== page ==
Golnar Sahba (Rafi'i)
The late Golnar (Goli) Sahba (Rafi'i) was a vivid example of the well-known adage "behind every successful man, there is a woman." Her husband, the internationally known Mr. Fariborz Sahba, was the architect of the award-winning Baha'i Lotus Temple in India, which was completed in 1986. By drawing about 3.5 million visitors each year, this temple is now one of the most visited landmarks in the world. In 1987, the Baha'i World Centre assigned to Mr. Sahba the crucial task of designing and building 18 terraces that were to be used as a majestic approach to the Shrine of the Bab, the martyred Herald of the Baha'i Faith. Baha'is consider this shrine to be one of the most holy places in the world.
According to Mr. Sahba's own testimony in his moving tribute to Golnar (Goli), she was Mr. Sahba's "complete partner" in everything he had achieved thus far or would do in the future:
"That was why, when I gave my report to the crowd of about 10,000 who had gathered for the inauguration of the Baha'i Lotus Temple, I first asked Golnar to come to the stage and stand next to me. I said, 'She is my complete partner in everything that has been done so far or will be done in the future.' She did not like to bring attention to herself, and what I said on that day as a token of my appreciation for her role in the Lotus Temple project was done without her consent. Even on the inauguration day, she came to the stage reluctantly."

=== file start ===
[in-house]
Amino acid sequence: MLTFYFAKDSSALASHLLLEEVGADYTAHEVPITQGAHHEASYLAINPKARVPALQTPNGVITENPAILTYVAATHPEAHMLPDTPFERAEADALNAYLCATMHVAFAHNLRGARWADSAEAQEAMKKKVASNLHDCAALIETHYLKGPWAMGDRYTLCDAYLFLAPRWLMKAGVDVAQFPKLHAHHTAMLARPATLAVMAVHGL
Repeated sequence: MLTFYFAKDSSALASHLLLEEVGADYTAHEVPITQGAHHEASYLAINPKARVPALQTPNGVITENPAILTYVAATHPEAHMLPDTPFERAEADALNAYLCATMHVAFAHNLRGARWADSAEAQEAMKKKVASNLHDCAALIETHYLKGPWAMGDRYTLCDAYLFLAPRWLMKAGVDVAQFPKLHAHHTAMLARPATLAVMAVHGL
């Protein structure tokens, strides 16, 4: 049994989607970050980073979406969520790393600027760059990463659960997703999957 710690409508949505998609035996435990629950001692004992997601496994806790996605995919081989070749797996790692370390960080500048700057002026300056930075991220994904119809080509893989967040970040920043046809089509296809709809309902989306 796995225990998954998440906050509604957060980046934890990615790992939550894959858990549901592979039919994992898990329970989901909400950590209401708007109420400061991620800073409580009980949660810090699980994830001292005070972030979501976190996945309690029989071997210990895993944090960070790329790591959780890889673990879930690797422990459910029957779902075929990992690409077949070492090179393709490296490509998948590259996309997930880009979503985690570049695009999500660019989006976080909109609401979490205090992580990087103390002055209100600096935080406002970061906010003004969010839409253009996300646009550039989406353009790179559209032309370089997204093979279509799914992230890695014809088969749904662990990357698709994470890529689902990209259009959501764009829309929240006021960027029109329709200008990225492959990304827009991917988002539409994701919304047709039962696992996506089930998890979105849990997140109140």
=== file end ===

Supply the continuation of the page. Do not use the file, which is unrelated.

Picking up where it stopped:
He also expressed similar sentiments during the inauguration ceremony of the Baha'i Terraces in Haifa, Israel, and called Golnar his guardian angel on earth, his partner, his inspiration, and an expert artist and designer for all his projects. Another great accomplishment of Fariborz and Golnar's was the publication of the Varqa (dove) Magazine for children and youth in Iran. Varqa started in the Persian language in 1970. When the family moved to India to build the Baha'i Lotus Temple, the magazine was also published in several Indian languages. After the Sahbas completed the Terraces in 2001 and moved to Canada, Varqa continued in English through 2006. Copies of all the Persian issues of Varqa are now online. Like any parent, Golnar's love for children began at home with their three children, Naysan, Shamim, and Shirin; that love continued to her last breath. Shortly before Golnar's last Christmas in this world, the Sahbas' three children and their families had planned a holiday trip to one of the islands near Indonesia. However, Golnar's health deteriorated in the hospital during her cancer treatments. As a result, the children had to cancel their trip, which was to take place in the exact week when the horrible tsunami of 2006 effectively wiped out that island. Thus, with her death, Golnar effectively saved the lives of her own children and their families. Her legacy, however, will continue to live on for generations to come.
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